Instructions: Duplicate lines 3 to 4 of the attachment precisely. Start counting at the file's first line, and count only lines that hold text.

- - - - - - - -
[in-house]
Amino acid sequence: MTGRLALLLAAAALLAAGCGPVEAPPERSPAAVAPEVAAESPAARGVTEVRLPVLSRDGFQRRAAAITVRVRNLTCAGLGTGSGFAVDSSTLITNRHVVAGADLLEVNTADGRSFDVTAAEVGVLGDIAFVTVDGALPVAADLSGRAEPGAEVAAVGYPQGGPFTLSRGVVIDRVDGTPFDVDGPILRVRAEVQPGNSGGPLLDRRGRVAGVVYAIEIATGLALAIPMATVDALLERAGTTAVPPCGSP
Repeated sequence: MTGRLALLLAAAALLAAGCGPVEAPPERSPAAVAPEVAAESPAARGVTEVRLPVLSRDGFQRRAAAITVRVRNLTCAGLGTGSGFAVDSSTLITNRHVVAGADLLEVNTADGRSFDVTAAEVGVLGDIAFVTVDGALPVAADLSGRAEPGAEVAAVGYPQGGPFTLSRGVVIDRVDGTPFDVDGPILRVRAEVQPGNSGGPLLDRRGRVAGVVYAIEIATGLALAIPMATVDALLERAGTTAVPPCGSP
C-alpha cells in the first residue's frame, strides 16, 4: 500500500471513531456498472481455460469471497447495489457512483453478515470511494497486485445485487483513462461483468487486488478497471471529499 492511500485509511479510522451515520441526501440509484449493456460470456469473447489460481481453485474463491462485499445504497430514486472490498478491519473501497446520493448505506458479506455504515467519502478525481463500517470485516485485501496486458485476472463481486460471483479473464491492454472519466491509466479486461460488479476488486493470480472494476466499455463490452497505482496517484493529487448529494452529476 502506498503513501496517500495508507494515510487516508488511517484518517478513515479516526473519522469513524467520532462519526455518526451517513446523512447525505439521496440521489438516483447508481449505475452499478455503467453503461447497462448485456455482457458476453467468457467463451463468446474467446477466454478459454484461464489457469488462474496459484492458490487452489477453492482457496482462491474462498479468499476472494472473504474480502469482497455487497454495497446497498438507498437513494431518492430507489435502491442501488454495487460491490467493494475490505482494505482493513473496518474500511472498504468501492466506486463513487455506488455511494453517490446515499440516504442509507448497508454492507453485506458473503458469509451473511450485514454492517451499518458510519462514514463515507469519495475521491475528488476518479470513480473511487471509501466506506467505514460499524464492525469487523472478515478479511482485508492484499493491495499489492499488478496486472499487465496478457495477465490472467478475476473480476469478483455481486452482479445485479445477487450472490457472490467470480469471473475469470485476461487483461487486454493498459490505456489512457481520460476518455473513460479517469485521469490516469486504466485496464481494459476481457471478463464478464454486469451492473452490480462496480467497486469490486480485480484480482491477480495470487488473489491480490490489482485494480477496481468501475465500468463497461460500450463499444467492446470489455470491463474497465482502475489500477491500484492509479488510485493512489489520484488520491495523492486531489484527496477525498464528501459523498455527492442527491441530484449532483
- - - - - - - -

Repeated sequence: MTGRLALLLAAAALLAAGCGPVEAPPERSPAAVAPEVAAESPAARGVTEVRLPVLSRDGFQRRAAAITVRVRNLTCAGLGTGSGFAVDSSTLITNRHVVAGADLLEVNTADGRSFDVTAAEVGVLGDIAFVTVDGALPVAADLSGRAEPGAEVAAVGYPQGGPFTLSRGVVIDRVDGTPFDVDGPILRVRAEVQPGNSGGPLLDRRGRVAGVVYAIEIATGLALAIPMATVDALLERAGTTAVPPCGSP
C-alpha cells in the first residue's frame, strides 16, 4: 500500500471513531456498472481455460469471497447495489457512483453478515470511494497486485445485487483513462461483468487486488478497471471529499 492511500485509511479510522451515520441526501440509484449493456460470456469473447489460481481453485474463491462485499445504497430514486472490498478491519473501497446520493448505506458479506455504515467519502478525481463500517470485516485485501496486458485476472463481486460471483479473464491492454472519466491509466479486461460488479476488486493470480472494476466499455463490452497505482496517484493529487448529494452529476 502506498503513501496517500495508507494515510487516508488511517484518517478513515479516526473519522469513524467520532462519526455518526451517513446523512447525505439521496440521489438516483447508481449505475452499478455503467453503461447497462448485456455482457458476453467468457467463451463468446474467446477466454478459454484461464489457469488462474496459484492458490487452489477453492482457496482462491474462498479468499476472494472473504474480502469482497455487497454495497446497498438507498437513494431518492430507489435502491442501488454495487460491490467493494475490505482494505482493513473496518474500511472498504468501492466506486463513487455506488455511494453517490446515499440516504442509507448497508454492507453485506458473503458469509451473511450485514454492517451499518458510519462514514463515507469519495475521491475528488476518479470513480473511487471509501466506506467505514460499524464492525469487523472478515478479511482485508492484499493491495499489492499488478496486472499487465496478457495477465490472467478475476473480476469478483455481486452482479445485479445477487450472490457472490467470480469471473475469470485476461487483461487486454493498459490505456489512457481520460476518455473513460479517469485521469490516469486504466485496464481494459476481457471478463464478464454486469451492473452490480462496480467497486469490486480485480484480482491477480495470487488473489491480490490489482485494480477496481468501475465500468463497461460500450463499444467492446470489455470491463474497465482502475489500477491500484492509479488510485493512489489520484488520491495523492486531489484527496477525498464528501459523498455527492442527491441530484449532483